Saturday, February 21, 2015

Saturday Morning Links

Assorted content for your weekend reading.

- Danyaal Raza highlights how Canadians can treat an election year as an opportunity to discuss the a focus on social health with candidates and peers alike:
Health providers are increasingly recognizing that while a robust health care system is an important part of promoting Canadians’ health, so is the availability of affordable housing, decent work, and a tightly knit social safety net. Upstream-focused clinical interventions, like the income security program available where I practice, are increasingly meeting that need – but no such program works in a vacuum.
Thinking differently requires speaking differently. Each of the presenters shared meaningful stories of their own experiences and stories of the impact of the social determinants of health on the lives of patients they’ve cared for during their careers. From this ‘SDOHrytelling’ to advocating trading the GDP for a measurement of greater meaning like the Canadian Index of Wellbeing, reframing public discourse is an act of social change.
As Canadians head into a federal election year, we need to put this perspective into practice. Upstream thinking and action on the social determinants of health should not be a single election issue. Rather, this should be the lens we apply to the promises and platforms of all parties, as we ask the key question “what is your plan to improve the health and wellbeing of the people of this country?” That is the standard by which any prospective leader should be judged, and when they are it will empower them to work with Canadians to build a truly healthy society. 
- Meanwhile, Janelle Vandergriff rightly argues that it's time to shift from talk to action in eliminating poverty. Bryce Covert notes that care workers are particularly likely to face precarious job conditions and low wages. And Keith Naughton, Lynn Doan and Jeffrey Green write that the labour movement may be poised for a significant comeback in the U.S., while Joanna Mack discusses the connection between union strength and greater equality.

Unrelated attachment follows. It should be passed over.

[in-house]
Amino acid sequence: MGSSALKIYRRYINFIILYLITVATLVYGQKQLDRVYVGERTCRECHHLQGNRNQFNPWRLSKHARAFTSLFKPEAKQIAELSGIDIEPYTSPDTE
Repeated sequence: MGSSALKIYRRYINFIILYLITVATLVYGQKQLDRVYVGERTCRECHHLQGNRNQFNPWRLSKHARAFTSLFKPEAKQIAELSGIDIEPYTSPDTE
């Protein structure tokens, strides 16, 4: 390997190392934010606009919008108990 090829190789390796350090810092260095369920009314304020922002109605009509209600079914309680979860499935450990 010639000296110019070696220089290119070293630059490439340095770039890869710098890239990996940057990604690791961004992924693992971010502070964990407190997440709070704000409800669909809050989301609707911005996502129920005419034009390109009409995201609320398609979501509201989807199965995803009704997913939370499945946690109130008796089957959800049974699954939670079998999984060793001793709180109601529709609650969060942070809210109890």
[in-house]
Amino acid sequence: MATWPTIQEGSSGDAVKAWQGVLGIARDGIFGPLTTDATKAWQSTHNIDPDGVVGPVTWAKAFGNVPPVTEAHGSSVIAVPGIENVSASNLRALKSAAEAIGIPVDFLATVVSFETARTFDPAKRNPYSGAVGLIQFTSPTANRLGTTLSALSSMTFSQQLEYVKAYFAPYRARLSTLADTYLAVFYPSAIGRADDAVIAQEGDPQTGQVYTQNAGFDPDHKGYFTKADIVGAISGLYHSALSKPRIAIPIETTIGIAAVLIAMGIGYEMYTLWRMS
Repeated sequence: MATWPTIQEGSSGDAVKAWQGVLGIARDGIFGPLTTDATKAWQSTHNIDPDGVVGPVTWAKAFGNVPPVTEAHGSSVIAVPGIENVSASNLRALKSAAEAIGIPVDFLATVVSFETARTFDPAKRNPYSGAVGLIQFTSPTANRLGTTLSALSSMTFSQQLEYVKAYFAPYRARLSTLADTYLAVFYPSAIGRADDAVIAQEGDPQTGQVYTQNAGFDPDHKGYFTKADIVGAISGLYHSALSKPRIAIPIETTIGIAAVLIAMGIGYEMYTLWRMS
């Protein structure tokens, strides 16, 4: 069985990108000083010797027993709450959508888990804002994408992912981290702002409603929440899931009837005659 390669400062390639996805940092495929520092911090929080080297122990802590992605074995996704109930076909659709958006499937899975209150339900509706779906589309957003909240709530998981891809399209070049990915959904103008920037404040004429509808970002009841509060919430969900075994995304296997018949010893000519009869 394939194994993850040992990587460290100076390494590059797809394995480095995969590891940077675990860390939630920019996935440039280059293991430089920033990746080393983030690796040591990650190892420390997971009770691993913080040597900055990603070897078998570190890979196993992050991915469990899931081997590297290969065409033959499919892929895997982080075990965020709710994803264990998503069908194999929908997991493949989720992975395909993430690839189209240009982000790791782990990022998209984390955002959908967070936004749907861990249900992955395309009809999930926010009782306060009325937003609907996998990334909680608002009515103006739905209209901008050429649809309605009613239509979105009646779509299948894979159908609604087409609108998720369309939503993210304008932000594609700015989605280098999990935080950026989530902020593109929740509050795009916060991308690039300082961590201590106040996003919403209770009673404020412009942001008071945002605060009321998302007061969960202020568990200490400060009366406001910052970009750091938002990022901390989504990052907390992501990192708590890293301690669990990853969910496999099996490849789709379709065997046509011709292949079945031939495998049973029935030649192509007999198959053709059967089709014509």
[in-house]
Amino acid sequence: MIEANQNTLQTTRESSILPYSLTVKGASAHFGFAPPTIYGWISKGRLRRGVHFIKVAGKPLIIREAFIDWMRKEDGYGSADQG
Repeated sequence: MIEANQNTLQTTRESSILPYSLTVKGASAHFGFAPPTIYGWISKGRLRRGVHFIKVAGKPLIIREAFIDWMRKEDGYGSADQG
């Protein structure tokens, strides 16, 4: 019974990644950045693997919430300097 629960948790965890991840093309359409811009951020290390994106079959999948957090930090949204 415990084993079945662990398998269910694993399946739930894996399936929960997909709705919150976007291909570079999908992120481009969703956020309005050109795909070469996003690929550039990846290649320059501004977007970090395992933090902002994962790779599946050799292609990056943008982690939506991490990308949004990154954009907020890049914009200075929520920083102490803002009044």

- But of course, any effort to actually improve the lives of the non-elite is bound to meet well-financed (if untrustworthy) opposition. On that front, Andrew Jackson slams the Cons' bluster about balanced budgets as being destructive to responsible fiscal management. And Lana Payne points out that the corporate lobby is only increasing its attacks on unions even as the disastrous effects of disempowering workers become obvious:
The global lobby against workers’ rights is among the fiercest and best financed. And it has reached a fever pitch, including an assault by employers at the International Labour Organization (ILO) against the right to strike.
Corporate power and employer organizations have had a good friend in right-wing governments (and some not so right-wing) around the world.
It is no coincidence that the attack on workers’ rights and freedoms, such as the right to join a union and to fair and free collective bargaining, have gone hand in hand with unparalleled growth in inequality.
Unions, organized labour, remain the single greatest counterbalance to corporate power. Simply, they force wealth to be shared. No country on the planet has achieved shared prosperity without strong unions and decent collective bargaining coverage for workers.

A 2012 Organization for Economic Co-operation and Development (OECD) report looking at the growth in income inequality concluded: “arrangements that strengthen trade unions also tend to reduce labour earnings inequality by ensuring a more equal distribution of earnings.”

This is important for all kinds of reasons, not the least of which is inequality hampers economic growth (even the International Monetary Fund and the World Bank now agree) and damages civil engagement and democracy.
- Doug Cuthand examines the tragic fires at Makwa Sahgaiehcan and other reserves as just the latest examples of how chronic underfunding and neglect affect First Nations.

- Finally, Stephen Maher comments on the ugly, bigoted campaign the Cons are planning to run in order to cling to power, while Andrew Coyne notes that Stephen Harper's eliminationist rhetoric only serves to make Canadians less safe. And Ralph Surette discusses how the Cons' work to terrorize Canadians fits into their broader focus on electoral propaganda over good governance - and how there's plenty of work to do in countering it.

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